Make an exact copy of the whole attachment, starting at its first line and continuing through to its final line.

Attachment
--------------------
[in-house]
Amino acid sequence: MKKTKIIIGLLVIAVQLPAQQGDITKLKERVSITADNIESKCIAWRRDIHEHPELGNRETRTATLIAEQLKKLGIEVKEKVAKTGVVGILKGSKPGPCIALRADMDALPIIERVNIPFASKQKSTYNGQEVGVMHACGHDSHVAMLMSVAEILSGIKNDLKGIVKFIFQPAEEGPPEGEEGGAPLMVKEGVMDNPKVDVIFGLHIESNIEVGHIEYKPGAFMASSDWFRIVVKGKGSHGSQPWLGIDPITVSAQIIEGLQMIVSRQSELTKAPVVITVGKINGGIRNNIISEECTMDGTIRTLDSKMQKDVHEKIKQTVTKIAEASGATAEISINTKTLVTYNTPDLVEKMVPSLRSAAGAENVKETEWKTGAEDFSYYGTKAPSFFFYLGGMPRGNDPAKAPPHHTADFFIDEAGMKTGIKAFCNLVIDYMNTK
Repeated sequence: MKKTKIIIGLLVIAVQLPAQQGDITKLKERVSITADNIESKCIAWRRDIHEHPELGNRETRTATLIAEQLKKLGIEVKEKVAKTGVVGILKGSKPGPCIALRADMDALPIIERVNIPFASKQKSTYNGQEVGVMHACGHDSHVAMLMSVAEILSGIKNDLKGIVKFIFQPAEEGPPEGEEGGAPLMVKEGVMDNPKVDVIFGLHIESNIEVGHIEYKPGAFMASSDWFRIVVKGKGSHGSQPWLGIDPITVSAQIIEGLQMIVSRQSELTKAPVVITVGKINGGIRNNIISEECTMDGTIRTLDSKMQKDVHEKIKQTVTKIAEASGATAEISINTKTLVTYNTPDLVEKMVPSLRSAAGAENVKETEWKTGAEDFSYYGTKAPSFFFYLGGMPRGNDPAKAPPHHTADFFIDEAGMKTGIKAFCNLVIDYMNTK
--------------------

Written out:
[in-house]
Amino acid sequence: MKKTKIIIGLLVIAVQLPAQQGDITKLKERVSITADNIESKCIAWRRDIHEHPELGNRETRTATLIAEQLKKLGIEVKEKVAKTGVVGILKGSKPGPCIALRADMDALPIIERVNIPFASKQKSTYNGQEVGVMHACGHDSHVAMLMSVAEILSGIKNDLKGIVKFIFQPAEEGPPEGEEGGAPLMVKEGVMDNPKVDVIFGLHIESNIEVGHIEYKPGAFMASSDWFRIVVKGKGSHGSQPWLGIDPITVSAQIIEGLQMIVSRQSELTKAPVVITVGKINGGIRNNIISEECTMDGTIRTLDSKMQKDVHEKIKQTVTKIAEASGATAEISINTKTLVTYNTPDLVEKMVPSLRSAAGAENVKETEWKTGAEDFSYYGTKAPSFFFYLGGMPRGNDPAKAPPHHTADFFIDEAGMKTGIKAFCNLVIDYMNTK
Repeated sequence: MKKTKIIIGLLVIAVQLPAQQGDITKLKERVSITADNIESKCIAWRRDIHEHPELGNRETRTATLIAEQLKKLGIEVKEKVAKTGVVGILKGSKPGPCIALRADMDALPIIERVNIPFASKQKSTYNGQEVGVMHACGHDSHVAMLMSVAEILSGIKNDLKGIVKFIFQPAEEGPPEGEEGGAPLMVKEGVMDNPKVDVIFGLHIESNIEVGHIEYKPGAFMASSDWFRIVVKGKGSHGSQPWLGIDPITVSAQIIEGLQMIVSRQSELTKAPVVITVGKINGGIRNNIISEECTMDGTIRTLDSKMQKDVHEKIKQTVTKIAEASGATAEISINTKTLVTYNTPDLVEKMVPSLRSAAGAENVKETEWKTGAEDFSYYGTKAPSFFFYLGGMPRGNDPAKAPPHHTADFFIDEAGMKTGIKAFCNLVIDYMNTK